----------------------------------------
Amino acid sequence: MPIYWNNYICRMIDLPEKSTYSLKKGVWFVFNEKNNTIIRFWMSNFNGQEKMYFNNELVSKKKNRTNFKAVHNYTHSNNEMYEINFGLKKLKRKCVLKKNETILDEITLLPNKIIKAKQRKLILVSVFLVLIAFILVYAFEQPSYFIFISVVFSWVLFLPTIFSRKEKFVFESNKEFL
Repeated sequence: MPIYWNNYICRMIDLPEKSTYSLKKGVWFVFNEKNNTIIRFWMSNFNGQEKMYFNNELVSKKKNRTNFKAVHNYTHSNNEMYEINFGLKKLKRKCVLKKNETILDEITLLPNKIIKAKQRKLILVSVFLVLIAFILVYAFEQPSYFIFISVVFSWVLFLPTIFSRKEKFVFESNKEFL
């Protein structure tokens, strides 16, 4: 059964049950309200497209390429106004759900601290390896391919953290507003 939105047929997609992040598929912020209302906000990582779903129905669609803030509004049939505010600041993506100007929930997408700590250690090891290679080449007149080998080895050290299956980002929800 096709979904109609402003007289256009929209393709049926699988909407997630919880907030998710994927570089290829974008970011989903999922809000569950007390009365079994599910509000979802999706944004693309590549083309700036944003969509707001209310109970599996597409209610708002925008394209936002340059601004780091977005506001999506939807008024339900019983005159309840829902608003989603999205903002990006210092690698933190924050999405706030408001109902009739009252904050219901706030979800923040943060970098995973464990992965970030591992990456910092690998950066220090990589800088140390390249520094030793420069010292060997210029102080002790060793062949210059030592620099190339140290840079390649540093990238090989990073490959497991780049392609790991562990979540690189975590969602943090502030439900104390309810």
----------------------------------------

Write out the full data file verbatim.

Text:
Amino acid sequence: MPIYWNNYICRMIDLPEKSTYSLKKGVWFVFNEKNNTIIRFWMSNFNGQEKMYFNNELVSKKKNRTNFKAVHNYTHSNNEMYEINFGLKKLKRKCVLKKNETILDEITLLPNKIIKAKQRKLILVSVFLVLIAFILVYAFEQPSYFIFISVVFSWVLFLPTIFSRKEKFVFESNKEFL
Repeated sequence: MPIYWNNYICRMIDLPEKSTYSLKKGVWFVFNEKNNTIIRFWMSNFNGQEKMYFNNELVSKKKNRTNFKAVHNYTHSNNEMYEINFGLKKLKRKCVLKKNETILDEITLLPNKIIKAKQRKLILVSVFLVLIAFILVYAFEQPSYFIFISVVFSWVLFLPTIFSRKEKFVFESNKEFL
């Protein structure tokens, strides 16, 4: 059964049950309200497209390429106004759900601290390896391919953290507003 939105047929997609992040598929912020209302906000990582779903129905669609803030509004049939505010600041993506100007929930997408700590250690090891290679080449007149080998080895050290299956980002929800 096709979904109609402003007289256009929209393709049926699988909407997630919880907030998710994927570089290829974008970011989903999922809000569950007390009365079994599910509000979802999706944004693309590549083309700036944003969509707001209310109970599996597409209610708002925008394209936002340059601004780091977005506001999506939807008024339900019983005159309840829902608003989603999205903002990006210092690698933190924050999405706030408001109902009739009252904050219901706030979800923040943060970098995973464990992965970030591992990456910092690998950066220090990589800088140390390249520094030793420069010292060997210029102080002790060793062949210059030592620099190339140290840079390649540093990238090989990073490959497991780049392609790991562990979540690189975590969602943090502030439900104390309810």